These are some options and tips for landscaping a steep slope:

  • Build a terraced hill
  • Make retaining walls
  • Build planters
  • Plant erosion controlling plants and mix with native plants
  • Make sure the top of the wall will be higher than the soil level behind it to prevent mud and any liability in case of a landslide
  • Have a curved pathway or paved steps going up the steep hill for access
  • Plant big trees downward of the slope to prevent erosion

Here are some great groundcover plants that prevent erosion and beautify a sloping hillside:

  • Ceanothus griseus horizontalis, Carmel Creeper
  • Cotoneaster dammeri, Bearberry Cotoneaster
  • Baccharis pilularis ‘Pigeon Point’, Coyote Bush
  • Artemisia californica ‘Canyon Gray’, Canyon Gray Sagebrush
  • Carissa macrocarpa ‘Prostrata’, Ground Cover Natal Plum (also fire resistant)
  • Ceratostigma plumbaginoides, Dwarf Plumbago (also as lawn substitute)
  • Lantana montevidensis Lavender Swirl TM, Lavender Swirl TM Lantana (lawn substitute, fire resistant)
  • Rosmarinus officinalis ‘Prostratus’, Prostrate Rosemary (fire resistant)
  • Arctostaphylos ‘Emerald Carpet’, Manzanita Emerald Carpet (lawn substitute)
  • Pyracantha ‘Santa Cruz’, Santa Cruz Firethorn

  • 0

Vegetable Container Gardening

Category : Garden

Vegetable container gardening (sometimes also known as urban gardening or patio gardening) basically involves growing your vegetables in pots. It is perfect for garden lovers who live in apartments, condominiums, townhomes, or otherwise have no significant gardening space. (Also, vegetable container gardening is a good fix for those who enjoy gardening, but just don’t have much time for the hobby.)

The only real requirement for container gardening is that you have an area with plenty of sunlight. Position your planters or pots in a very sunny (or partially sunny) location.

You can use any variety of items for containers, depending upon how functional they are and how attractive you want them to be. Window boxes, hanging planters, and decorative pots make aesthetically pleasing planters.
More budget friendly vegetable container gardening pots might include: nursery containers, terracotta pots, ceramic tubs or pots, even plastic buckets (make sure they have adequate holes in the bottom for drainage).

Regardless of the type of container you use, make sure that it isn’t one that contains harmful chemicals that can leach into your plant’s soil. You certainly don’t want those chemicals to end up in your family’s vegetables!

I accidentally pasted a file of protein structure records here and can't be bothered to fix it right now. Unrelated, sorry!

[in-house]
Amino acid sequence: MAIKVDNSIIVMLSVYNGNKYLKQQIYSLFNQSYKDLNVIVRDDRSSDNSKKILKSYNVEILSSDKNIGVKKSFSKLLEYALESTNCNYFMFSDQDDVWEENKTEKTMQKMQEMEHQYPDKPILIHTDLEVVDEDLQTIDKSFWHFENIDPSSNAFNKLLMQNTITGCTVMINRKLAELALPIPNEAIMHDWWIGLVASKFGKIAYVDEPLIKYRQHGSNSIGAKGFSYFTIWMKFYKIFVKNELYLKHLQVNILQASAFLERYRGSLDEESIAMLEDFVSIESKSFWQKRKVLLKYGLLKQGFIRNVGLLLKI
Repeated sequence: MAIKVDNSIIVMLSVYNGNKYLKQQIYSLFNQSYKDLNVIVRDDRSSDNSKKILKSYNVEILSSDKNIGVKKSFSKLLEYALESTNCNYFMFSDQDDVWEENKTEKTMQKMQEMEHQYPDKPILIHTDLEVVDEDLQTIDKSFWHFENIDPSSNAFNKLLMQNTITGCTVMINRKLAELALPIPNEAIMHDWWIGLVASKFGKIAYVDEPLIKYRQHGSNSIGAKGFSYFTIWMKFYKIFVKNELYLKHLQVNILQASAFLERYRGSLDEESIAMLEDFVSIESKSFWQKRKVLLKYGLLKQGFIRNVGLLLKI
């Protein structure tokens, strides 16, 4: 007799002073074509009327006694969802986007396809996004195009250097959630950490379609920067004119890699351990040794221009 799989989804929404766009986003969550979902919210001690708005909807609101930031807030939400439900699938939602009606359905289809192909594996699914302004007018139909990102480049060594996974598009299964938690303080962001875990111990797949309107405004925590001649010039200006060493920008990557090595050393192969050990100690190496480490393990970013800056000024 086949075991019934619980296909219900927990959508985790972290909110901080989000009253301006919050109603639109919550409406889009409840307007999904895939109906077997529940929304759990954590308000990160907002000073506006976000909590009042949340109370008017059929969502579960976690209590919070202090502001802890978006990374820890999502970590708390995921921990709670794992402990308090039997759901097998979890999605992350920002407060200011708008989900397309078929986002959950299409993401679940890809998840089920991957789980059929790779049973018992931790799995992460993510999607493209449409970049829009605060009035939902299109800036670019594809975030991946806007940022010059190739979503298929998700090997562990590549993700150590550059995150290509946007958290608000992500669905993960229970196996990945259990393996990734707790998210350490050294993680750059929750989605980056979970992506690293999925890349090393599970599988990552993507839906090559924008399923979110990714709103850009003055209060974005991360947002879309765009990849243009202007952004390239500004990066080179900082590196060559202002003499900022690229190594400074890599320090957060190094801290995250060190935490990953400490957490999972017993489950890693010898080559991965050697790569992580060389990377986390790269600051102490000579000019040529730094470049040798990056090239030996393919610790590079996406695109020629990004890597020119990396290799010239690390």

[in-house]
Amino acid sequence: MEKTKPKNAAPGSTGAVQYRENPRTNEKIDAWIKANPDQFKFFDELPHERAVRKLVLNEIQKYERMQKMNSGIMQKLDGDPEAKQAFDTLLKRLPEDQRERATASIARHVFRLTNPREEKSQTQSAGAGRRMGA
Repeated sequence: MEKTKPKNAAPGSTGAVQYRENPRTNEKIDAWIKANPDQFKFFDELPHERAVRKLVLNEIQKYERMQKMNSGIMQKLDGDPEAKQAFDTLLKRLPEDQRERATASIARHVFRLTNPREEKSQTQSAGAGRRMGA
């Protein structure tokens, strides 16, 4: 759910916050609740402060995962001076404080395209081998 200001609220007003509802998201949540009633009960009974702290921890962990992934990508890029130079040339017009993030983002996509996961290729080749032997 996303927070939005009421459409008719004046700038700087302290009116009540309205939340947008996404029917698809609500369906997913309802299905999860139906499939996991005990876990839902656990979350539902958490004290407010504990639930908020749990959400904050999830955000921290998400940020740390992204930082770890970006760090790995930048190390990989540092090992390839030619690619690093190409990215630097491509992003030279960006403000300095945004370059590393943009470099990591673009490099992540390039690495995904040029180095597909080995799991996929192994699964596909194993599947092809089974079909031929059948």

** Gardening Tips:

Plastic pots do not dry out as quickly as clay ones.
If you live in a hot summer location, try to use light colored pots for your vegetable container gardening. This will help prevent your plants from baking in the sun!

On the other hand, if you live in a colder gardening climate, try to use dark colored pots for your vegetable container gardening. These will absorb heat and may help extend your growing season.

Choose a light planting soil, and consider mixing in vermiculite, perlite or peat moss. These will help with drainage and break up the soil.

** Gardening Tips:

Use soil ph tester to Test the pH level of your potting soil to make sure it is in line with your plant’s needs.

Slow release fertilizers are generally recommended for vegetable container gardening. Slow release fertilizers feed your plants throughout the season.

Consider using more natural or organic forms of fertilizers as an alternative. However, you will need to fertilize your plants at least once a month during the growing season.

Vegetable Container Gardening Pitfall:

Be careful! Soil in containers tends to dry out very quickly. You will need to offer your plants a light watering daily.

** Gardening Tips:

Apply a layer of mulch* on top of the soil in your containers, to help keep the plant’s roots cooler and prevent water from evaporating as quickly.
(*Don’t use mulch on your lettuce or leafy crops… it tends to cause them to rot.)

Note: When selecting plants or seeds for your vegetable container garden, try to pick ones that have a shorter growing period.

Garden plants that tend to be successful with vegetable container gardening:

• Tomatoes
• Cucumbers
• Herbs (chives, parsley, etc.)
• Lettuce
• Peppers
• Runner beans
• Spinach
• Eggplant
• Green Onions
• Strawberries

Recent Comments